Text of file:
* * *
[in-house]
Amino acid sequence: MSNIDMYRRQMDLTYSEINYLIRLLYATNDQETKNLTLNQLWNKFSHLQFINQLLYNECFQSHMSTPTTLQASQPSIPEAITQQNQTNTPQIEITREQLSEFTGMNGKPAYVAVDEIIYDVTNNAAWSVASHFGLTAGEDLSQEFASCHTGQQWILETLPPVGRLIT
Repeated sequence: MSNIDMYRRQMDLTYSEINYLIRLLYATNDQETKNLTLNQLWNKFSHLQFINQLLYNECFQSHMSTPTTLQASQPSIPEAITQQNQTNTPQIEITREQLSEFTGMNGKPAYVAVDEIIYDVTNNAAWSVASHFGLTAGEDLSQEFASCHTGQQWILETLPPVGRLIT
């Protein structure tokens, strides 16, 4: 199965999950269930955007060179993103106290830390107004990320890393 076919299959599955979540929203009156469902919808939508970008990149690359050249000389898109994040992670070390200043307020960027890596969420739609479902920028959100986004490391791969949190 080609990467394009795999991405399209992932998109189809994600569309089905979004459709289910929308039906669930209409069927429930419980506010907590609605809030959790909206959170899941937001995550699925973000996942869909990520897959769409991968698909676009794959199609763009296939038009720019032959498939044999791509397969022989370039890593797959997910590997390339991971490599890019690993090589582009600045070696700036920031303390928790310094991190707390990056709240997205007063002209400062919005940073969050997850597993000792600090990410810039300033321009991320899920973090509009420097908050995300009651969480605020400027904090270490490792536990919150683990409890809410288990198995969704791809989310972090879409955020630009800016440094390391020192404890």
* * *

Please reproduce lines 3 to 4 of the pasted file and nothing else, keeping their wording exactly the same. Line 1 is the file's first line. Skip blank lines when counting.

Repeated sequence: MSNIDMYRRQMDLTYSEINYLIRLLYATNDQETKNLTLNQLWNKFSHLQFINQLLYNECFQSHMSTPTTLQASQPSIPEAITQQNQTNTPQIEITREQLSEFTGMNGKPAYVAVDEIIYDVTNNAAWSVASHFGLTAGEDLSQEFASCHTGQQWILETLPPVGRLIT
């Protein structure tokens, strides 16, 4: 199965999950269930955007060179993103106290830390107004990320890393 076919299959599955979540929203009156469902919808939508970008990149690359050249000389898109994040992670070390200043307020960027890596969420739609479902920028959100986004490391791969949190 080609990467394009795999991405399209992932998109189809994600569309089905979004459709289910929308039906669930209409069927429930419980506010907590609605809030959790909206959170899941937001995550699925973000996942869909990520897959769409991968698909676009794959199609763009296939038009720019032959498939044999791509397969022989370039890593797959997910590997390339991971490599890019690993090589582009600045070696700036920031303390928790310094991190707390990056709240997205007063002209400062919005940073969050997850597993000792600090990410810039300033321009991320899920973090509009420097908050995300009651969480605020400027904090270490490792536990919150683990409890809410288990198995969704791809989310972090879409955020630009800016440094390391020192404890």